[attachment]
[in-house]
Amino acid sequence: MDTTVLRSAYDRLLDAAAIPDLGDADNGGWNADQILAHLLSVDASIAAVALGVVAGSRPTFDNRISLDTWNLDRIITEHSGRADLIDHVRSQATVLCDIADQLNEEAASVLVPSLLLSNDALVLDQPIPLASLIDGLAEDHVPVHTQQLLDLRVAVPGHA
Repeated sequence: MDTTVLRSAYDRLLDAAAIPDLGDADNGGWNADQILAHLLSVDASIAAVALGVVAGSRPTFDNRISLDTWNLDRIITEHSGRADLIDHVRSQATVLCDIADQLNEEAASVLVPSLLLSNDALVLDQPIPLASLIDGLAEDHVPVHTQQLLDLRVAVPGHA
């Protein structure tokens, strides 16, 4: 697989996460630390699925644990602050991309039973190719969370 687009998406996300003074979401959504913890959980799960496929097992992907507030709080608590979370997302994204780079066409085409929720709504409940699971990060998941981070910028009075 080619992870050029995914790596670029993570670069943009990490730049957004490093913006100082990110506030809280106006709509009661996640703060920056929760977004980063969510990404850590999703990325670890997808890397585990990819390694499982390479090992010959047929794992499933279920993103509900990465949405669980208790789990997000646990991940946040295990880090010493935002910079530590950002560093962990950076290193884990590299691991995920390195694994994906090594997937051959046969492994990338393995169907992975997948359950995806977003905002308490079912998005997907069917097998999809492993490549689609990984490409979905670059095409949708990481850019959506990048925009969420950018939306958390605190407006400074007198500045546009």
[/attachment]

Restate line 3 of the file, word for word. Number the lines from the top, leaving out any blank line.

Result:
Repeated sequence: MDTTVLRSAYDRLLDAAAIPDLGDADNGGWNADQILAHLLSVDASIAAVALGVVAGSRPTFDNRISLDTWNLDRIITEHSGRADLIDHVRSQATVLCDIADQLNEEAASVLVPSLLLSNDALVLDQPIPLASLIDGLAEDHVPVHTQQLLDLRVAVPGHA